National leader Simon Bridges is toughing out one of his party's worst poll results, saying it's not a surprising outcome at a time of crisis and he believes his leadership is safe.
He told Newstalk ZB's Mike Hosking that similar results were happening all over the world and Jacinda Ardern had received "wall-to-wall coverage" during the Covid crisis.
He said voters should wait until the election campaign. "National has the team and the track record."
"I'm the leader and I'm staying."
Bridges this morning fronted up to Hosking, following the Newshub/Reid Research poll on Monday night that put National at just 30 per cent - compared to 56.5 per cent for Labour.
Bridges believed more voters would return to National as the economy turned. He said New Zealand had been focused on the health response, but that was changing as more people focused on "their back pocket".
Asked about leadership rumblings, he said he did not believe they were there. He reiterated he was the leader and was "here to stay".
Monday's poll also spelled more bad news for Bridges when it came to the preferred Prime Minister rankings – just 4.5 per cent of New Zealanders think he should be in charge of the government.
That is light years behind Ardern, who was at 59.5 cent – up 20.8 percentage points on the last poll; the highest any Prime Minister has scored in Reid Research's polling history, although polls by other media companies - including the NZ Herald - had John Key higher than that at various points.
Looking forward to the election campaign, Bridges told Hosking that National would have a "very different approach".
He said National would be focused on jobs. "People will see a very different approach at the election."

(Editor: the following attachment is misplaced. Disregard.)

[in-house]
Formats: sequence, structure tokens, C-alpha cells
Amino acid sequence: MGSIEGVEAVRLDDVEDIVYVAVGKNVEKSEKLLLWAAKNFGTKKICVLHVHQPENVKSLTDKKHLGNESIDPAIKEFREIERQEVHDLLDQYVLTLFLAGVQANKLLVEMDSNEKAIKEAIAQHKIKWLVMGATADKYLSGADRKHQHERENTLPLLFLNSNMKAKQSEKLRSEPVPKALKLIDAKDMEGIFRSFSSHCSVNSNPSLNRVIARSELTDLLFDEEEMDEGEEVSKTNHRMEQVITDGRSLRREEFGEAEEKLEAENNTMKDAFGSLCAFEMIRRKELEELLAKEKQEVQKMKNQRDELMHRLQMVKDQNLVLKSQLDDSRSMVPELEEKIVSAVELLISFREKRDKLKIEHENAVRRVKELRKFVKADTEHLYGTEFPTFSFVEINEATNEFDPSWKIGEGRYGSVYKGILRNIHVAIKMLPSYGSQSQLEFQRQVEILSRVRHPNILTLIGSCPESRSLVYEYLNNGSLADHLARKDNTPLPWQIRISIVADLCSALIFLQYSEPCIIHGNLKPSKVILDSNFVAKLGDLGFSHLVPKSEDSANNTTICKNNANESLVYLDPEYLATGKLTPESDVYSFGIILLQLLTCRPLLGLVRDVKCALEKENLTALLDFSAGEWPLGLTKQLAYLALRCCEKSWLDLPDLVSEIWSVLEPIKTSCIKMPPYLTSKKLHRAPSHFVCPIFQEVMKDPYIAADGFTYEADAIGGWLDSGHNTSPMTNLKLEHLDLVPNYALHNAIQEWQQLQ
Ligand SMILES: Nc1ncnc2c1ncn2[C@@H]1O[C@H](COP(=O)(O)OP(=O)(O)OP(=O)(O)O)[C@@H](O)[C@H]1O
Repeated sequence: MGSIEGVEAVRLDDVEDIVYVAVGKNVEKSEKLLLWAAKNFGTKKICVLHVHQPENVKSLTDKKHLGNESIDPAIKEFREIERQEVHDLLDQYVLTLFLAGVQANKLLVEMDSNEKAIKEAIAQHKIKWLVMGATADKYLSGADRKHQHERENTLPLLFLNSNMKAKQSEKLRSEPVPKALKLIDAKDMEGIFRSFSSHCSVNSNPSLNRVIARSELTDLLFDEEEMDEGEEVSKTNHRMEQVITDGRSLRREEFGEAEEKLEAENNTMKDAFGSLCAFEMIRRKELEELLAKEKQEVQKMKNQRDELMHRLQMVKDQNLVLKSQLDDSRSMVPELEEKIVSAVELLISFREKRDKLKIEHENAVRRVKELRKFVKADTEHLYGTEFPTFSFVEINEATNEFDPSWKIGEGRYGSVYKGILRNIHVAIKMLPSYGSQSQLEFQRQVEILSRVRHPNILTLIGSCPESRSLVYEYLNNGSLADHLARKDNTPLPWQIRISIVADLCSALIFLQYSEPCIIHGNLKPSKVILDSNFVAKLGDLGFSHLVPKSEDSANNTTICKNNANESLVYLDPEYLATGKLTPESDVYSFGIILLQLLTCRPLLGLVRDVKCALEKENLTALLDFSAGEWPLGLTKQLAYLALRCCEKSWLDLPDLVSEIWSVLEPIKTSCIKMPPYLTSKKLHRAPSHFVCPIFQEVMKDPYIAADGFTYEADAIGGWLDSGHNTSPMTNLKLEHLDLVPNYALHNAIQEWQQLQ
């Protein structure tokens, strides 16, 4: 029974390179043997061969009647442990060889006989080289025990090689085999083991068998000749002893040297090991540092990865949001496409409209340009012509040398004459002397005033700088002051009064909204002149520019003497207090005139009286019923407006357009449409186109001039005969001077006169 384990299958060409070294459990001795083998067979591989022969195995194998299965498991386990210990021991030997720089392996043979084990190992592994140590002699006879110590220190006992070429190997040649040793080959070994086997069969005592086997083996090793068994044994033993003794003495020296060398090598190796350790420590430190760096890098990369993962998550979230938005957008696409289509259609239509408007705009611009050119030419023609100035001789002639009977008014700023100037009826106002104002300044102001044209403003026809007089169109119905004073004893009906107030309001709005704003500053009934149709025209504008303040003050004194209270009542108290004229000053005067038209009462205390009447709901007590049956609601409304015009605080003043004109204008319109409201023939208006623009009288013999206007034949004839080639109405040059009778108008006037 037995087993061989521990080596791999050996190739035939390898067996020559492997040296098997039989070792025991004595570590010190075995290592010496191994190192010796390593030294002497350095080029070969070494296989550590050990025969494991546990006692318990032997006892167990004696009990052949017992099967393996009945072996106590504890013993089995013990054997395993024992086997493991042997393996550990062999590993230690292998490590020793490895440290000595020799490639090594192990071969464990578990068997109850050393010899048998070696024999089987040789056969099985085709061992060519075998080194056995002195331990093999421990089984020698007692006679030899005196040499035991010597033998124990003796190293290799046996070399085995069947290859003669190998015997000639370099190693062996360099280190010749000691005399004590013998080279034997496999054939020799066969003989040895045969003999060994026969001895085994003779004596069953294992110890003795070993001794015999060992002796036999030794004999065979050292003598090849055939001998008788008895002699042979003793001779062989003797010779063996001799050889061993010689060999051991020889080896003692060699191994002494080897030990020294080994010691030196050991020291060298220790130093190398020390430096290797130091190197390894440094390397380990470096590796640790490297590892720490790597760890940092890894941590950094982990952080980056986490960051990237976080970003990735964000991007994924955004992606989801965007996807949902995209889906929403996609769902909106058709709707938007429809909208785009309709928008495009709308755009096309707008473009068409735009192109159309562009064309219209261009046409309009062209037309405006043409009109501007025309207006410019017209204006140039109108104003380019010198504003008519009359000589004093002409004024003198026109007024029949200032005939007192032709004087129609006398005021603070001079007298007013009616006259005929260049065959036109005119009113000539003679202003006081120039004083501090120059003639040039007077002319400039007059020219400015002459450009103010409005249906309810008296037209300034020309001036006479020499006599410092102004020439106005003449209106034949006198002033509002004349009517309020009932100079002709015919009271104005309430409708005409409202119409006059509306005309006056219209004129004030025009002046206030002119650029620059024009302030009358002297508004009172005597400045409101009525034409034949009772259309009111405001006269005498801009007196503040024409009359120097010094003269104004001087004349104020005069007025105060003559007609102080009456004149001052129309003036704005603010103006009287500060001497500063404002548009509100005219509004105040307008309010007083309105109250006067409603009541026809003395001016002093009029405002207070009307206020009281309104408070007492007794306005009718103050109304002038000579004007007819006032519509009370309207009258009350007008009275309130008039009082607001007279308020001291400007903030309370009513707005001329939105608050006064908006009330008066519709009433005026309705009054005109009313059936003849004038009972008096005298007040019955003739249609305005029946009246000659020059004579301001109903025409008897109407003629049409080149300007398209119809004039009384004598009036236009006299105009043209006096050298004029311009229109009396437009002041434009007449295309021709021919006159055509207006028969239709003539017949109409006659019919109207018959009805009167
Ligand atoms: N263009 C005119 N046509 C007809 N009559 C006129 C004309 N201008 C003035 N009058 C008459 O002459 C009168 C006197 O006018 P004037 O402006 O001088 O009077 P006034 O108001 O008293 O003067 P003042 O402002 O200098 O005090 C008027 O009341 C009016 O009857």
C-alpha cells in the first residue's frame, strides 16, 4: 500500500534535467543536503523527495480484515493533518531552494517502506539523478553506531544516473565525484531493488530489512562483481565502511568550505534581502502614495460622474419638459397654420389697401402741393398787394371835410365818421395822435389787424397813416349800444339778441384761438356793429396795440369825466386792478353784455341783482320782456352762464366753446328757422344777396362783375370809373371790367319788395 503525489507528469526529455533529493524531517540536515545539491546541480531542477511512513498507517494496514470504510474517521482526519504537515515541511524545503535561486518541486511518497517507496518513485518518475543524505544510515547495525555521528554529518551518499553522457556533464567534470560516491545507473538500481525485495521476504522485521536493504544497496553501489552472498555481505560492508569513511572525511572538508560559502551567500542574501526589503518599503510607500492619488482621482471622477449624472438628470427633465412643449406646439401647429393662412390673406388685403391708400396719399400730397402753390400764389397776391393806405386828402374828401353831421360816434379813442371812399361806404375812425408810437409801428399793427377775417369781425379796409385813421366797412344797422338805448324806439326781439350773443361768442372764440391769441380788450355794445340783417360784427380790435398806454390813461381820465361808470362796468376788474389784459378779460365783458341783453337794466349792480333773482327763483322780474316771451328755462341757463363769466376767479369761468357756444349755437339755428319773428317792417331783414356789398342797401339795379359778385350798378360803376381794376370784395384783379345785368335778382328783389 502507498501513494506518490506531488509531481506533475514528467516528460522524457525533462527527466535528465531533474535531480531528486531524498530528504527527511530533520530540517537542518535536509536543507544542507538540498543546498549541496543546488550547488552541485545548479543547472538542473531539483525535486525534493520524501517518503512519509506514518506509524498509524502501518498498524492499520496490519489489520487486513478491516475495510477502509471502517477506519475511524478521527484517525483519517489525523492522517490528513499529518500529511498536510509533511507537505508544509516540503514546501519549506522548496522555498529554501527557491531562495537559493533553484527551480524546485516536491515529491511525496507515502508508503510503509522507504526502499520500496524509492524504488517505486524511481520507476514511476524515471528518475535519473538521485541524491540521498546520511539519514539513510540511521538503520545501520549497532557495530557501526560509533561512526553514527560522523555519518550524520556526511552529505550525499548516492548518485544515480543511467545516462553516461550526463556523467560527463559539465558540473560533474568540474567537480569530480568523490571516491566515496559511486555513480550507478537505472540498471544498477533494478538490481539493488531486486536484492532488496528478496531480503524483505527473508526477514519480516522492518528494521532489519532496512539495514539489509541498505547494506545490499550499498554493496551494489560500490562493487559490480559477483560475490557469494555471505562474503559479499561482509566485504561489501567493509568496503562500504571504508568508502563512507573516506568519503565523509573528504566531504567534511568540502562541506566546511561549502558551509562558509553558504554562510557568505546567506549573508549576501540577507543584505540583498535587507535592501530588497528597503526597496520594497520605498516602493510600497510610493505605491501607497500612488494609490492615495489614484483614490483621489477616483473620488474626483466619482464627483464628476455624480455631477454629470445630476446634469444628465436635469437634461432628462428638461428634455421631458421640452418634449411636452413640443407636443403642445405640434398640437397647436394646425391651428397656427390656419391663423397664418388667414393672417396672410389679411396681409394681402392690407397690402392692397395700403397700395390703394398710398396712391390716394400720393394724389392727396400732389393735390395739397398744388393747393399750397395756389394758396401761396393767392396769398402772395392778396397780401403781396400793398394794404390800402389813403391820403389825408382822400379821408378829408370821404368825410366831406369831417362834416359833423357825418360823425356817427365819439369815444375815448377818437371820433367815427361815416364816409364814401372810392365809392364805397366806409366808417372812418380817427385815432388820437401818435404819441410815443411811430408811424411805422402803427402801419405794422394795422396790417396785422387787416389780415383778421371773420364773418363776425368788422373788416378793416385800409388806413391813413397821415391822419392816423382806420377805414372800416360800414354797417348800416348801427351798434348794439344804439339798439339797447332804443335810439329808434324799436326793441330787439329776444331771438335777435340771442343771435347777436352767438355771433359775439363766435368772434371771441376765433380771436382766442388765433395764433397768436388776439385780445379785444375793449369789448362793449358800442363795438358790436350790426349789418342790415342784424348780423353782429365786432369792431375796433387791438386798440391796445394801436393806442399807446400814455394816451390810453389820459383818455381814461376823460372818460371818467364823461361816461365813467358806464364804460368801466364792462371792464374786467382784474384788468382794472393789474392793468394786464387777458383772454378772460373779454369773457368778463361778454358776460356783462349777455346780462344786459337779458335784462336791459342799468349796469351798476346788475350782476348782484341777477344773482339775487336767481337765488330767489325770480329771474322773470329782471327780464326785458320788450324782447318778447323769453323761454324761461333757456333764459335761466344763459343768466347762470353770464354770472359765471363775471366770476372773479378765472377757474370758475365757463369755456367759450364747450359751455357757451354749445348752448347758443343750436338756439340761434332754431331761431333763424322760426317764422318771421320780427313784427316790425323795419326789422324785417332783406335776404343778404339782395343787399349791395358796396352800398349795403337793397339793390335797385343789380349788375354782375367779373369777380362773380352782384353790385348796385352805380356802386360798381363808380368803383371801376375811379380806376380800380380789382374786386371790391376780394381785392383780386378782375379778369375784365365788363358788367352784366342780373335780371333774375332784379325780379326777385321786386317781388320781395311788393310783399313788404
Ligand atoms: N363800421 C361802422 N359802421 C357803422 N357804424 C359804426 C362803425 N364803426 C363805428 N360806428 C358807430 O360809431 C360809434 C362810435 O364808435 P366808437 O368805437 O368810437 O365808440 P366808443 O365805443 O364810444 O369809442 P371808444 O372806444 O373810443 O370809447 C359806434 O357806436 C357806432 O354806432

Bridges said National was leading every poll before Covid-19. "Polls jump around."
He confirmed National would be making new policy announcements in the coming weeks.
Meanwhile, he said, Labour was all "borrow and spend" and he picked they would raise taxes.
"I don't see any of those things" he said, when he was asked about any leadership rumblings.
The numbers in Monday night's poll would mean Labour would have 72 seats in the House, enough to form a government without any support partners.
National, on the other hand, would win just 39 seats – a drop of 16 seats on their current allocation.
Most of the Reid Research poll was conducted prior to last week's Budget and takes into account public sentiment in the final days of the level 3 lockdown.
The poll also showed that more than 90 per cent of New Zealanders favoured the lockdown measures, despite the economic pain they caused.
The electorate tends to favour prime ministers and government during times of crisis.
Former prime minister John Key reached similar heights following the 2011 Christchurch Earthquakes.
The poll comes just months before all parties in Parliament begin gearing up for September's election.